This will be the key...if you can prove the contractor lied? Then you can refuse to pay the full amount.
But you would have the burden of proof
law, if two parties agree to the terms of a contract, and one party complies with their part of the bargain? The other party can compel them to do their part.
So, in the case you describe, if you had an agreement to pay for services, and services were rendered as agreed? You have to pay.
That is basic contract law...
However, contract law also provides that both parties are required to "negotiate in good faith"
So, if one party lies to another about a material matter ? That can be grounds to void the contract
1. Say that A agrees to build B a structure. A is not sure what it will take to complete the project, but reasonably believes that it will require a particular procedure. And so A makes the quote based on this belief. B agrees. A starts to work and realized that the procedure is not required. A completes the task. B is on the hook for the agreed cost. The fact that A "got lucky" in the estimate is not grounds for B to void the agreement.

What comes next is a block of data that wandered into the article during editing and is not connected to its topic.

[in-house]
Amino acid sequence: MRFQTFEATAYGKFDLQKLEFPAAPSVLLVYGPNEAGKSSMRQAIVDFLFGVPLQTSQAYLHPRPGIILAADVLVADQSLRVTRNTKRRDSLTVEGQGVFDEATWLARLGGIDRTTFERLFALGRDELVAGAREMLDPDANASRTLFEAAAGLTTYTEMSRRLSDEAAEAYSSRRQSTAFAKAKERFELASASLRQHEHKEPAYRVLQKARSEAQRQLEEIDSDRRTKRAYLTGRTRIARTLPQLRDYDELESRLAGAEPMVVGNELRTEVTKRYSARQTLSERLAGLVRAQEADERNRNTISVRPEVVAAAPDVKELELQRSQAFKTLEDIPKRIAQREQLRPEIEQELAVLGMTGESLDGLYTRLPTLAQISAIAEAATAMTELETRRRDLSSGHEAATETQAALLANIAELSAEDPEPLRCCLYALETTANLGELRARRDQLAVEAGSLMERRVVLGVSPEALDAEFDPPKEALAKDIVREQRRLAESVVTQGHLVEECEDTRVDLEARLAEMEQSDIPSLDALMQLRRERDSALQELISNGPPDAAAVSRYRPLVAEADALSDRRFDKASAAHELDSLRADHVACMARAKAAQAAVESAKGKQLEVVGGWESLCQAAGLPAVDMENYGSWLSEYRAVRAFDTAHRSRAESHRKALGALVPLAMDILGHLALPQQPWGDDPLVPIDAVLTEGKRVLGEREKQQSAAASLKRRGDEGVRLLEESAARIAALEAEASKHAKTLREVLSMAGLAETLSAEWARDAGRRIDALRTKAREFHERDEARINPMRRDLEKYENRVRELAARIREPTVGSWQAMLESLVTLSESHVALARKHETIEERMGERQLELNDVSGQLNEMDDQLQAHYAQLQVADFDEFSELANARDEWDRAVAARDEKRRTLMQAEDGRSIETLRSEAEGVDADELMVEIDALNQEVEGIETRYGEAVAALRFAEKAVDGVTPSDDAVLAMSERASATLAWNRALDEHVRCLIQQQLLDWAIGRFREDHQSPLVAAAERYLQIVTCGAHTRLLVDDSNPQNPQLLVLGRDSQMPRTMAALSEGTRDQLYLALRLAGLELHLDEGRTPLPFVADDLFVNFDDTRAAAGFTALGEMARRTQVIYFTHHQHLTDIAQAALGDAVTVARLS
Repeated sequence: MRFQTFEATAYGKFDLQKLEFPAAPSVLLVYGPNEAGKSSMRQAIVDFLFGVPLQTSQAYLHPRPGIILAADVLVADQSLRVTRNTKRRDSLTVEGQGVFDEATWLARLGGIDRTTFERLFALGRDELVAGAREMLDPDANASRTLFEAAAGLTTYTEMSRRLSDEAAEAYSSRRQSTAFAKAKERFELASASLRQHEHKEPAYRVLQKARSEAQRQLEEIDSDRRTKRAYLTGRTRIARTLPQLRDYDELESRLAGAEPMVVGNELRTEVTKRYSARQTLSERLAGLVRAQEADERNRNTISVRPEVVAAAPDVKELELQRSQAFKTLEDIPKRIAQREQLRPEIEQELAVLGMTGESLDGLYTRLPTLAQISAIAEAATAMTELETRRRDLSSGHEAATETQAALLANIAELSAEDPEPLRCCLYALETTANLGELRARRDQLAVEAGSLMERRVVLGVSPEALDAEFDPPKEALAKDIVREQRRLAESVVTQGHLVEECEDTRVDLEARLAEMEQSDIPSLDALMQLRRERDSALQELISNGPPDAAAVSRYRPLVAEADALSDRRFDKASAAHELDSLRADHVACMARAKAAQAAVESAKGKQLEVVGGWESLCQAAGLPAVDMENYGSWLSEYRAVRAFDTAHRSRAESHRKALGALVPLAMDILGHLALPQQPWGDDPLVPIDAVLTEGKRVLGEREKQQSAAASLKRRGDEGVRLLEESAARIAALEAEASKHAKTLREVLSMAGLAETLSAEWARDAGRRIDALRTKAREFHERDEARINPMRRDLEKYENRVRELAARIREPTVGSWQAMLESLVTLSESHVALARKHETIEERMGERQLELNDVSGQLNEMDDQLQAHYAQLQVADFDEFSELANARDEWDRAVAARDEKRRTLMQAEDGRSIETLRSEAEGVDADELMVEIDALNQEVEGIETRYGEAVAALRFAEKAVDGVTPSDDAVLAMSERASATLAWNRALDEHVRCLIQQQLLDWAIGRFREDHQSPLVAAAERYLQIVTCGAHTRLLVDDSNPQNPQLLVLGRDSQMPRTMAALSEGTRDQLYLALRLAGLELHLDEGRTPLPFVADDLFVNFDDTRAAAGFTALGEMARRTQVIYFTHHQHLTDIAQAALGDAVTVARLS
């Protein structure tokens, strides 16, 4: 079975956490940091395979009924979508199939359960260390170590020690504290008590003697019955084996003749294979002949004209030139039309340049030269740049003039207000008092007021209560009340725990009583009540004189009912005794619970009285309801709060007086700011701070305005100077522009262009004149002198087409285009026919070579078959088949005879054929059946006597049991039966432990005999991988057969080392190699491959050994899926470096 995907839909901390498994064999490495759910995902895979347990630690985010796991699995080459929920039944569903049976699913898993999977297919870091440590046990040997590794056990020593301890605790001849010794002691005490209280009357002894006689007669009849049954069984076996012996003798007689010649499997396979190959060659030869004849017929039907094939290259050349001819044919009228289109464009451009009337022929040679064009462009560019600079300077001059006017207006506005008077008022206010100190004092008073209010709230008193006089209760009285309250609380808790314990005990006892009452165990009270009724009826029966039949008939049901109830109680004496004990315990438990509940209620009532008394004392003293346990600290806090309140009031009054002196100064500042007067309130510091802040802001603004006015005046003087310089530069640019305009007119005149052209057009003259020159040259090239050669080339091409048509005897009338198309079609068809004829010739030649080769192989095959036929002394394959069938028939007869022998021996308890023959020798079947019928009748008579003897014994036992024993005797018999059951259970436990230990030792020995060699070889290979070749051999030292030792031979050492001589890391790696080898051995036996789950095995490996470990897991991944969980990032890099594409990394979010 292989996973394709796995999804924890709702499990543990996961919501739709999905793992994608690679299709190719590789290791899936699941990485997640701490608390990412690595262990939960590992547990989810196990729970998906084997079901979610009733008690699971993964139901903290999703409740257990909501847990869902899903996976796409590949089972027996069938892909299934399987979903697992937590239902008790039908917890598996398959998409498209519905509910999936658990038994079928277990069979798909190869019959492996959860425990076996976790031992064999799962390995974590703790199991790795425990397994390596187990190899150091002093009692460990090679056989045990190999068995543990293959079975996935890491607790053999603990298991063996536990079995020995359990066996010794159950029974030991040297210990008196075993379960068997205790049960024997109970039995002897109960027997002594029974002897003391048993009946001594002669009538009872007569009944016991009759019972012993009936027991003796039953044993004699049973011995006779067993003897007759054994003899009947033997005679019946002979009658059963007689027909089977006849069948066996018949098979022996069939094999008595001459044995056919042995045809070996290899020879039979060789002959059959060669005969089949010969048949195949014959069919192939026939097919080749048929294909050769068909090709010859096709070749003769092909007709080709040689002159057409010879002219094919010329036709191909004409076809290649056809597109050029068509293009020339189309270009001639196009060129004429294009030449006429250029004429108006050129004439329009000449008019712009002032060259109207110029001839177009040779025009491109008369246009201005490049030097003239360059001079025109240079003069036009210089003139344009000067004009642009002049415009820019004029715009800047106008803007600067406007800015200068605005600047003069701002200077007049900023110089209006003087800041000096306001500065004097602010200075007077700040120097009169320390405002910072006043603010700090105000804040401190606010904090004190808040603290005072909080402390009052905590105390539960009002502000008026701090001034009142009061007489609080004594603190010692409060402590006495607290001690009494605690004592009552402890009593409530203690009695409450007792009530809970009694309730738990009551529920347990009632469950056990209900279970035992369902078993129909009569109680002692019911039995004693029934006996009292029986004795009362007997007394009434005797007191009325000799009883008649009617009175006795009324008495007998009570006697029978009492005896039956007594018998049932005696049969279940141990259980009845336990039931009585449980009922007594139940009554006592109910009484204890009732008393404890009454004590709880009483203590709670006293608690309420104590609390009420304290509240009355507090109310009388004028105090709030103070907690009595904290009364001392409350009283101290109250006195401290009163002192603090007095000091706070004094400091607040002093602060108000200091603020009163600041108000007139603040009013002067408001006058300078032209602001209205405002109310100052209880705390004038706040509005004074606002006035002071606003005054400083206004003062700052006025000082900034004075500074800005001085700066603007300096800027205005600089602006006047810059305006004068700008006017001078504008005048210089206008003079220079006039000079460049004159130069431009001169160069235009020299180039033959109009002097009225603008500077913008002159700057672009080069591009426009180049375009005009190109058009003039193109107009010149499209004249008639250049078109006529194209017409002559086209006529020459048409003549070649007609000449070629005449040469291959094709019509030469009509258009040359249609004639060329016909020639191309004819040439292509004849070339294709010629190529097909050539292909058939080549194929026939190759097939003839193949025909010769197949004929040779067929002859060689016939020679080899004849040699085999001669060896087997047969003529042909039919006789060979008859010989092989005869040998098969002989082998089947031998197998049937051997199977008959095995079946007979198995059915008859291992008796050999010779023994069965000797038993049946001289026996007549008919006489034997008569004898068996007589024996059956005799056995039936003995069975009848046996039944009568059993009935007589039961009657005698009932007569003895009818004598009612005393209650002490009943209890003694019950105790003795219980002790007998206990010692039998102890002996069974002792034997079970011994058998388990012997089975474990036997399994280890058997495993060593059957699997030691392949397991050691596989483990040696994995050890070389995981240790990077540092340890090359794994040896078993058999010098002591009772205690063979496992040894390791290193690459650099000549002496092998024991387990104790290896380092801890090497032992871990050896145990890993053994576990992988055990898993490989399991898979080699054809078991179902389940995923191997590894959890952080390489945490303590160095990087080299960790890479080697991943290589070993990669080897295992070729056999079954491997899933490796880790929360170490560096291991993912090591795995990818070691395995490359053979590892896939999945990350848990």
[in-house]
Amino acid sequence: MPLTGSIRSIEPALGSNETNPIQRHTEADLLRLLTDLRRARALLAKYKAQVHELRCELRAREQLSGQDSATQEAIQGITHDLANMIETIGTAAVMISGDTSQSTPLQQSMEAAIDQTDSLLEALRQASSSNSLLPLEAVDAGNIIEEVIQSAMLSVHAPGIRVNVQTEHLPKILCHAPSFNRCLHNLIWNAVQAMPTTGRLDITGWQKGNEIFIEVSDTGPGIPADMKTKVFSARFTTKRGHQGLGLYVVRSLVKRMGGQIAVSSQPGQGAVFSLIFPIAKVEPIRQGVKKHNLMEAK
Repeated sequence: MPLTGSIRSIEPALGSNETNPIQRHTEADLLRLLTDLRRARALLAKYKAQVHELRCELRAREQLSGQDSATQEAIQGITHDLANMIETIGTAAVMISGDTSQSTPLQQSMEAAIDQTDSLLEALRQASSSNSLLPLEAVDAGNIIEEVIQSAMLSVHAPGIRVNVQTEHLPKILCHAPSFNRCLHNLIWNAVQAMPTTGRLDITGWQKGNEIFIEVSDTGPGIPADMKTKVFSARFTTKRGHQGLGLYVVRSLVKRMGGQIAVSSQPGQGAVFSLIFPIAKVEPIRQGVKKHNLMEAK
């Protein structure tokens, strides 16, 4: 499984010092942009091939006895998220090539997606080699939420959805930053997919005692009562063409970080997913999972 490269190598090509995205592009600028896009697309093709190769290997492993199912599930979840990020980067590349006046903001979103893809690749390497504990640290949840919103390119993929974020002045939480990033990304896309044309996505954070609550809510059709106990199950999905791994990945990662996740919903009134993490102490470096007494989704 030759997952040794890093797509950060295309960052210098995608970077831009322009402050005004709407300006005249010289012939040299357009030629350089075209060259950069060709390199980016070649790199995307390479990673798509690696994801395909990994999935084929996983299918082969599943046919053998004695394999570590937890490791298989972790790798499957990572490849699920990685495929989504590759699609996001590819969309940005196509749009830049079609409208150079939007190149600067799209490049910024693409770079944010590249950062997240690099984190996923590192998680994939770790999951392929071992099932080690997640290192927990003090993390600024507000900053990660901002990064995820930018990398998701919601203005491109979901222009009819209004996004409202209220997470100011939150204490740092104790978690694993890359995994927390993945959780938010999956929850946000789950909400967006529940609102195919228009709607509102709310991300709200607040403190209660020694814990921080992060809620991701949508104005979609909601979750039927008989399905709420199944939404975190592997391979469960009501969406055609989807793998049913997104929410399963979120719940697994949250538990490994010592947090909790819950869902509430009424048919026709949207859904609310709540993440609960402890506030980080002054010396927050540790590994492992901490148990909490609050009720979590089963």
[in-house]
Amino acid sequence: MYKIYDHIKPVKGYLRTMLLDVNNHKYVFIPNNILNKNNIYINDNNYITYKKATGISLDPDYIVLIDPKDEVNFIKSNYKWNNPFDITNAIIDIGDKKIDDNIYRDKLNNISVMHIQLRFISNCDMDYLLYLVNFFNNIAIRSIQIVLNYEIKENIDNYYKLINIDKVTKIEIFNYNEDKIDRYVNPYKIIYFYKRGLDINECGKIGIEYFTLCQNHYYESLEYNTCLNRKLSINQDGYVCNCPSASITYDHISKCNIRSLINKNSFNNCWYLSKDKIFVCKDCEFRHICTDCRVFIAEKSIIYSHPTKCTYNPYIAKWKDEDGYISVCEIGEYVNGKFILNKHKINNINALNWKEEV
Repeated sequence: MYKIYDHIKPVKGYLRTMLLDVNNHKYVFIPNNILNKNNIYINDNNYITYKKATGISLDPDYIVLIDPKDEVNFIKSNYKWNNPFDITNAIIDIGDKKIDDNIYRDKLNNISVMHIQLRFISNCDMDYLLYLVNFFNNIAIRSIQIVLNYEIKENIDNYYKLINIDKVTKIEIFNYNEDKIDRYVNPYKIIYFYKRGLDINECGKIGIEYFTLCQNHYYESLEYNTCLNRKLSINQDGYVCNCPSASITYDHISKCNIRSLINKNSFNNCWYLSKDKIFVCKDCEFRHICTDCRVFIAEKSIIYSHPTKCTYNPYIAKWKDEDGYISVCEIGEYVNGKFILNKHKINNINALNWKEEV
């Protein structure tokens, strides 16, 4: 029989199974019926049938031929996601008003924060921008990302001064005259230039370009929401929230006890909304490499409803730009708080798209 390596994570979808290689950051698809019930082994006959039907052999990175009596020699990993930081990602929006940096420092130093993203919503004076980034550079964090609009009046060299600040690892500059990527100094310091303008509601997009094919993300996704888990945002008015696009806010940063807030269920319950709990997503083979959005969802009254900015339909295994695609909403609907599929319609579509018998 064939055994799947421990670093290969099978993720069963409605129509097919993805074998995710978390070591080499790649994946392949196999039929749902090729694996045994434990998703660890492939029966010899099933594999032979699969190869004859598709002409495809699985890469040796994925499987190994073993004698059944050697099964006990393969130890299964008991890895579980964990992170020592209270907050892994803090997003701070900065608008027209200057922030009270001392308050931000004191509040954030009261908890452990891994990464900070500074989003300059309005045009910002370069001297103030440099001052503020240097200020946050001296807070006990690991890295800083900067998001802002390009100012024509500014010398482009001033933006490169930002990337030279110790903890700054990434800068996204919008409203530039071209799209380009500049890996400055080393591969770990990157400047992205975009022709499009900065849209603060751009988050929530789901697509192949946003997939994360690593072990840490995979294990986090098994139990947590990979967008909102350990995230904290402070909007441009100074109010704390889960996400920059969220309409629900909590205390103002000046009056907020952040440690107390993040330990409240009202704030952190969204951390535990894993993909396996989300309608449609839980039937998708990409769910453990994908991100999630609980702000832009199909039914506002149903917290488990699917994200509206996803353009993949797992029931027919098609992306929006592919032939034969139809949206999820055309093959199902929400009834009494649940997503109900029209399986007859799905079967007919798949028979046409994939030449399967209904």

2. Similar example, but this time A believes that he will NOT need to perform the particular procedure. But he lies to B and tells her that it will be required. Same result in the process...A completes the task, no procedure used. In such a case, if B sues and can prove A lied? Then B can have the contract void. B will still owe A some money (since the work was done) but the amount would be determined by the court based on the reasonable amount related to the actual work done
So there you have it....the closer your case is to #2 above, the more likely you would be to win if you had to go to court.
The key will be what you can prove the contractor knew at the time and what the contractor told you....if they lied to you? You can ask the court to reduce the amount you owe.